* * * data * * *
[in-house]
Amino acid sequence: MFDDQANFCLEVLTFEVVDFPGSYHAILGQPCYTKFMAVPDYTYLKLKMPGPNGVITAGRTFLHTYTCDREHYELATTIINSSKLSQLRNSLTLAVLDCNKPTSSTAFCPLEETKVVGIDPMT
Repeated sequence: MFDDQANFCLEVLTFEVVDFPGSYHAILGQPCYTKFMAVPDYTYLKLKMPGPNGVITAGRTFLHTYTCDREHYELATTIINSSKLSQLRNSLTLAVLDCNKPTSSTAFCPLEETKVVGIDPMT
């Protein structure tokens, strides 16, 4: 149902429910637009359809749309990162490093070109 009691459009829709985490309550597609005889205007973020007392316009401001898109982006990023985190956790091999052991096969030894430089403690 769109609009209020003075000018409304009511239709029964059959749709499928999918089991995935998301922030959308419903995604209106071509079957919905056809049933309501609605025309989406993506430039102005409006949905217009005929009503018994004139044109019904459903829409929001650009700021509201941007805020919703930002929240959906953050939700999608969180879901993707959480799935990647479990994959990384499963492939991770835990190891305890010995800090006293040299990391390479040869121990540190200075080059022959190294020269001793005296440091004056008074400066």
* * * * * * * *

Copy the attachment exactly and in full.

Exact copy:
[in-house]
Amino acid sequence: MFDDQANFCLEVLTFEVVDFPGSYHAILGQPCYTKFMAVPDYTYLKLKMPGPNGVITAGRTFLHTYTCDREHYELATTIINSSKLSQLRNSLTLAVLDCNKPTSSTAFCPLEETKVVGIDPMT
Repeated sequence: MFDDQANFCLEVLTFEVVDFPGSYHAILGQPCYTKFMAVPDYTYLKLKMPGPNGVITAGRTFLHTYTCDREHYELATTIINSSKLSQLRNSLTLAVLDCNKPTSSTAFCPLEETKVVGIDPMT
């Protein structure tokens, strides 16, 4: 149902429910637009359809749309990162490093070109 009691459009829709985490309550597609005889205007973020007392316009401001898109982006990023985190956790091999052991096969030894430089403690 769109609009209020003075000018409304009511239709029964059959749709499928999918089991995935998301922030959308419903995604209106071509079957919905056809049933309501609605025309989406993506430039102005409006949905217009005929009503018994004139044109019904459903829409929001650009700021509201941007805020919703930002929240959906953050939700999608969180879901993707959480799935990647479990994959990384499963492939991770835990190891305890010995800090006293040299990391390479040869121990540190200075080059022959190294020269001793005296440091004056008074400066």